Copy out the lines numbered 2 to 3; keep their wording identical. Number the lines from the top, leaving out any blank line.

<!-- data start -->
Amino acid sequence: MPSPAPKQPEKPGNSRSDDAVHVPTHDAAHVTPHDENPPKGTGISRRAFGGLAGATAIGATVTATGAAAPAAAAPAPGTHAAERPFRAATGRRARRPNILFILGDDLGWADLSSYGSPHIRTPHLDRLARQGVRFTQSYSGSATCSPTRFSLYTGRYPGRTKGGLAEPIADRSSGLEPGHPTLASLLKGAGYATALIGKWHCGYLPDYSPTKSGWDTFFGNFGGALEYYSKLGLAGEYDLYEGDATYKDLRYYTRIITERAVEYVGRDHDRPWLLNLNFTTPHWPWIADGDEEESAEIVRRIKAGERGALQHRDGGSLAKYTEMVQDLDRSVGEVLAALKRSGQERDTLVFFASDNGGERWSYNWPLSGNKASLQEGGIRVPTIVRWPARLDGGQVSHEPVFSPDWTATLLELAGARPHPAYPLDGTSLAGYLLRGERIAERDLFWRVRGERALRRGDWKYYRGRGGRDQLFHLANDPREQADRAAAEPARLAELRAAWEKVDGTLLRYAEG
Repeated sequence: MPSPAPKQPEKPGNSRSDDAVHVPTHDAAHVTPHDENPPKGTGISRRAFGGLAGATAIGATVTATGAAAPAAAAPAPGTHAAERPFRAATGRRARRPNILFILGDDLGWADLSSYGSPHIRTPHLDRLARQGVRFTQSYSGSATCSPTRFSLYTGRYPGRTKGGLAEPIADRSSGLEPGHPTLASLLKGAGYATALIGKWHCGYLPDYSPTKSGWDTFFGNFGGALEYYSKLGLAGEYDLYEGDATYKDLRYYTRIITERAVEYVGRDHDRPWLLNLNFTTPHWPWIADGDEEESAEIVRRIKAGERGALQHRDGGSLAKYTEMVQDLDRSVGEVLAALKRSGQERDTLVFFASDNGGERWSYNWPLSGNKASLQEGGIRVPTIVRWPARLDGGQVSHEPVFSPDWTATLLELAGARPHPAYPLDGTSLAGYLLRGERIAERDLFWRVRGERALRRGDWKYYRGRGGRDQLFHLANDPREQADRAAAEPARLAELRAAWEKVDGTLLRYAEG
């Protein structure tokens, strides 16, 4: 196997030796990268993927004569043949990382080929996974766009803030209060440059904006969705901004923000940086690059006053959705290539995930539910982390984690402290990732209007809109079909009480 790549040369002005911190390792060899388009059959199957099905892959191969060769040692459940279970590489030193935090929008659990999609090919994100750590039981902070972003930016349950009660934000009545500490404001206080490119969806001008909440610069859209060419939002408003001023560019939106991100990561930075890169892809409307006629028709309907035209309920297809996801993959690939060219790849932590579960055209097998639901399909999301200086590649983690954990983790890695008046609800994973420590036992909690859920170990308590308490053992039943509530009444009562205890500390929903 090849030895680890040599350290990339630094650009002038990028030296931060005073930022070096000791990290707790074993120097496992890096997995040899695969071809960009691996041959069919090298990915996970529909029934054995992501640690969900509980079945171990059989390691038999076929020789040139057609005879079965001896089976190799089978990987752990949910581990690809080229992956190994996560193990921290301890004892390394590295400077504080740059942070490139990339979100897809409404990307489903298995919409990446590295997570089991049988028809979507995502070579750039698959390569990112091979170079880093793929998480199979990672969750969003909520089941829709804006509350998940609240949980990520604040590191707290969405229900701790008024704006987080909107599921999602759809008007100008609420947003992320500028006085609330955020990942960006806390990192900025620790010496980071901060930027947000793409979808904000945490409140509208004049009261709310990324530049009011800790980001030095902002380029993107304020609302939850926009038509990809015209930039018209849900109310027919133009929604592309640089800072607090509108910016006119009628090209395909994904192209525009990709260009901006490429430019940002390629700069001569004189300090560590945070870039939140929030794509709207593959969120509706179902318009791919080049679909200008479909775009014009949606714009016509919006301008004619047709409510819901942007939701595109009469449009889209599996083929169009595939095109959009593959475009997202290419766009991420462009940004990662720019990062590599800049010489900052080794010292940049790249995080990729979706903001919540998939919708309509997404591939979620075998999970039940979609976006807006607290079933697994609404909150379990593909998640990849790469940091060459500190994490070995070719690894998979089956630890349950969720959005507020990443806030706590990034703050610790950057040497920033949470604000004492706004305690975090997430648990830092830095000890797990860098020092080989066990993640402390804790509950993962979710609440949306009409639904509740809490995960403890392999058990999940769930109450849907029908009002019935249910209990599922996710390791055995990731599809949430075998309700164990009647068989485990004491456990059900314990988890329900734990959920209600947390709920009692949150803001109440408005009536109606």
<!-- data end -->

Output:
Repeated sequence: MPSPAPKQPEKPGNSRSDDAVHVPTHDAAHVTPHDENPPKGTGISRRAFGGLAGATAIGATVTATGAAAPAAAAPAPGTHAAERPFRAATGRRARRPNILFILGDDLGWADLSSYGSPHIRTPHLDRLARQGVRFTQSYSGSATCSPTRFSLYTGRYPGRTKGGLAEPIADRSSGLEPGHPTLASLLKGAGYATALIGKWHCGYLPDYSPTKSGWDTFFGNFGGALEYYSKLGLAGEYDLYEGDATYKDLRYYTRIITERAVEYVGRDHDRPWLLNLNFTTPHWPWIADGDEEESAEIVRRIKAGERGALQHRDGGSLAKYTEMVQDLDRSVGEVLAALKRSGQERDTLVFFASDNGGERWSYNWPLSGNKASLQEGGIRVPTIVRWPARLDGGQVSHEPVFSPDWTATLLELAGARPHPAYPLDGTSLAGYLLRGERIAERDLFWRVRGERALRRGDWKYYRGRGGRDQLFHLANDPREQADRAAAEPARLAELRAAWEKVDGTLLRYAEG
């Protein structure tokens, strides 16, 4: 196997030796990268993927004569043949990382080929996974766009803030209060440059904006969705901004923000940086690059006053959705290539995930539910982390984690402290990732209007809109079909009480 790549040369002005911190390792060899388009059959199957099905892959191969060769040692459940279970590489030193935090929008659990999609090919994100750590039981902070972003930016349950009660934000009545500490404001206080490119969806001008909440610069859209060419939002408003001023560019939106991100990561930075890169892809409307006629028709309907035209309920297809996801993959690939060219790849932590579960055209097998639901399909999301200086590649983690954990983790890695008046609800994973420590036992909690859920170990308590308490053992039943509530009444009562205890500390929903 090849030895680890040599350290990339630094650009002038990028030296931060005073930022070096000791990290707790074993120097496992890096997995040899695969071809960009691996041959069919090298990915996970529909029934054995992501640690969900509980079945171990059989390691038999076929020789040139057609005879079965001896089976190799089978990987752990949910581990690809080229992956190994996560193990921290301890004892390394590295400077504080740059942070490139990339979100897809409404990307489903298995919409990446590295997570089991049988028809979507995502070579750039698959390569990112091979170079880093793929998480199979990672969750969003909520089941829709804006509350998940609240949980990520604040590191707290969405229900701790008024704006987080909107599921999602759809008007100008609420947003992320500028006085609330955020990942960006806390990192900025620790010496980071901060930027947000793409979808904000945490409140509208004049009261709310990324530049009011800790980001030095902002380029993107304020609302939850926009038509990809015209930039018209849900109310027919133009929604592309640089800072607090509108910016006119009628090209395909994904192209525009990709260009901006490429430019940002390629700069001569004189300090560590945070870039939140929030794509709207593959969120509706179902318009791919080049679909200008479909775009014009949606714009016509919006301008004619047709409510819901942007939701595109009469449009889209599996083929169009595939095109959009593959475009997202290419766009991420462009940004990662720019990062590599800049010489900052080794010292940049790249995080990729979706903001919540998939919708309509997404591939979620075998999970039940979609976006807006607290079933697994609404909150379990593909998640990849790469940091060459500190994490070995070719690894998979089956630890349950969720959005507020990443806030706590990034703050610790950057040497920033949470604000004492706004305690975090997430648990830092830095000890797990860098020092080989066990993640402390804790509950993962979710609440949306009409639904509740809490995960403890392999058990999940769930109450849907029908009002019935249910209990599922996710390791055995990731599809949430075998309700164990009647068989485990004491456990059900314990988890329900734990959920209600947390709920009692949150803001109440408005009536109606």